Wednesday, May 28, 2014


Richard Dietrich, treasurer and webmaster of the ISS, asked me a few weeks ago about whether Shaw had ever said the following words: 

"The English are not very spiritual people, so they invented cricket to give them some idea of eternity."

Although we all know Bernard Shaw was very interested in all sorts of methods to keep healthy and fit - including his passion for certain sports, such as boxing - he did not hold many other sports and games in high esteem. Cricket seems to be one of the latter. 

As for the alleged quotation, it is true that Shaw always saw some sort of connection between religion and cricket. For instance, in the introduction to the second volume of Dan H. Laurence's Bernard Shaw: Collected Letters, the editor mentions a letter to The Times in which Shaw 

on the subject of political electioneering by the Church, argued that, although it was quite Protestant and independent and proper, still, regarded as elec­tioneering, “it is not cricket.”

Similarly, on a more serious note, as we can read in the preface to Back to Methuselah, cricket is the equivalent of Marx's opium of the people, in the sense that it is one of the various activities and interests that kept the British people "[in]capable of serious reflection on the nature and attributes of God" or "on Darwin's discoveries." In his own words,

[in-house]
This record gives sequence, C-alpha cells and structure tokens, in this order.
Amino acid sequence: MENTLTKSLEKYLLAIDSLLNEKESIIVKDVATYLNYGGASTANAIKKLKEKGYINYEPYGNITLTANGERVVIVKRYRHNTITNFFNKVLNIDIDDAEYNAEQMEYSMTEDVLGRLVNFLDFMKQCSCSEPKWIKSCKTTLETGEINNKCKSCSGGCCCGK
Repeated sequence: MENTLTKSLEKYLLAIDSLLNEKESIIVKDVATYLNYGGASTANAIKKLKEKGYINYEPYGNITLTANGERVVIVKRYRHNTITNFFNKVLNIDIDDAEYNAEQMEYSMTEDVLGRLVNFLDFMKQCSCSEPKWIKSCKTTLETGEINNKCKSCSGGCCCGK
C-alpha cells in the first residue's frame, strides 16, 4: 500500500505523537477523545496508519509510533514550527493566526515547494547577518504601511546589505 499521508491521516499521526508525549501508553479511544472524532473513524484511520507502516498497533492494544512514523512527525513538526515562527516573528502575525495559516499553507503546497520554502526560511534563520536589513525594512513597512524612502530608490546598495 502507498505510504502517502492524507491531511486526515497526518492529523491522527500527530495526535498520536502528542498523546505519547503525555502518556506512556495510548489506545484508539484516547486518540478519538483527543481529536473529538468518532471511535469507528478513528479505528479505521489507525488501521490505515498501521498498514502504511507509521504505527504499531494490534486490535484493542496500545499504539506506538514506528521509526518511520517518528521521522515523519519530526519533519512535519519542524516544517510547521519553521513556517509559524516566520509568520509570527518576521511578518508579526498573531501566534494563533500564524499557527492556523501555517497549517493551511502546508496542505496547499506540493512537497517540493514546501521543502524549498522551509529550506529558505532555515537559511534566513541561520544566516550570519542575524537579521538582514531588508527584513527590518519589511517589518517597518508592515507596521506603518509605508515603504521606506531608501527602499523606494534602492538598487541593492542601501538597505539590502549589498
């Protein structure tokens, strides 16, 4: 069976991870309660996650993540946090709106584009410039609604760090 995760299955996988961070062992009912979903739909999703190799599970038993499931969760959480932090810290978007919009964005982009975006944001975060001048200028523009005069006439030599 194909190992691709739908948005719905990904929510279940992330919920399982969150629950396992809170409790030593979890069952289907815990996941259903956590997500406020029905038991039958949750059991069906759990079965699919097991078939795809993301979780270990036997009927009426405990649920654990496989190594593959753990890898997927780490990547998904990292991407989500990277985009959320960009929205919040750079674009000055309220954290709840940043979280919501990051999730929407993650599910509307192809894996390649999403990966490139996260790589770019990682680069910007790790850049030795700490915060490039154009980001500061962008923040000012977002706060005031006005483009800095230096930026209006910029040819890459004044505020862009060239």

"I have pointed out elsewhere that the British nation does not consist of atheists and Plymouth Brothers; and I am not now going to pretend that it ever consisted of Darwinians and Lamarckians. The average citizen is irreligious and unscientific: you talk to him about cricket and golf, market prices and party politics, not about evolution and relativity, transubstantiation and predestination."

Curiously enough, Back to Methuselah also deserved cricke-like consideration for some critics. As James Agate recounts in My Theatre Talks (1933)

"Mr. Will Rogers, the new American humorist, has said that Back to Methuselah is like a test match: nobody can finish it."

Even Shaw himself resorted to cricket metaphors to describe his crafting of dramatic conversation. Thus, in a letter to his German translator, Siegfried Trebitsch (p.36), he states that

"Half the art of dialogue consists in the echoing of words—the tossing back & forwards of phrases from one actor to another like a cricket ball."

However (there's always a however, isn't there?), the quotation that Richard Dietrich looks for - and which, incidentally, has been published unsourced as a Shaw one-liner in The Shavian 10 (3) - is nowhere to be found. At any rate, it is suspiciously similar to the words used by Lord Mancroft in his biography Bees in Some Bonnets (1979) p. 185. Specifically, Lord Mancroft says that cricket is

"a game which the English, not being a spiritual people, have invented in order to give themselves some conception of eternity"

It may still be possible to discover that Lord Mancroft was actually quoting Shaw, but he does not cite him in the book. In fact, several reputed dictionaries of quotations attribute these words to Mancroft's book. I hope I can update this post one day with a Shavian source, but for now the quotation must remain Mancroft's. 

Colne Cricket Club, 1910

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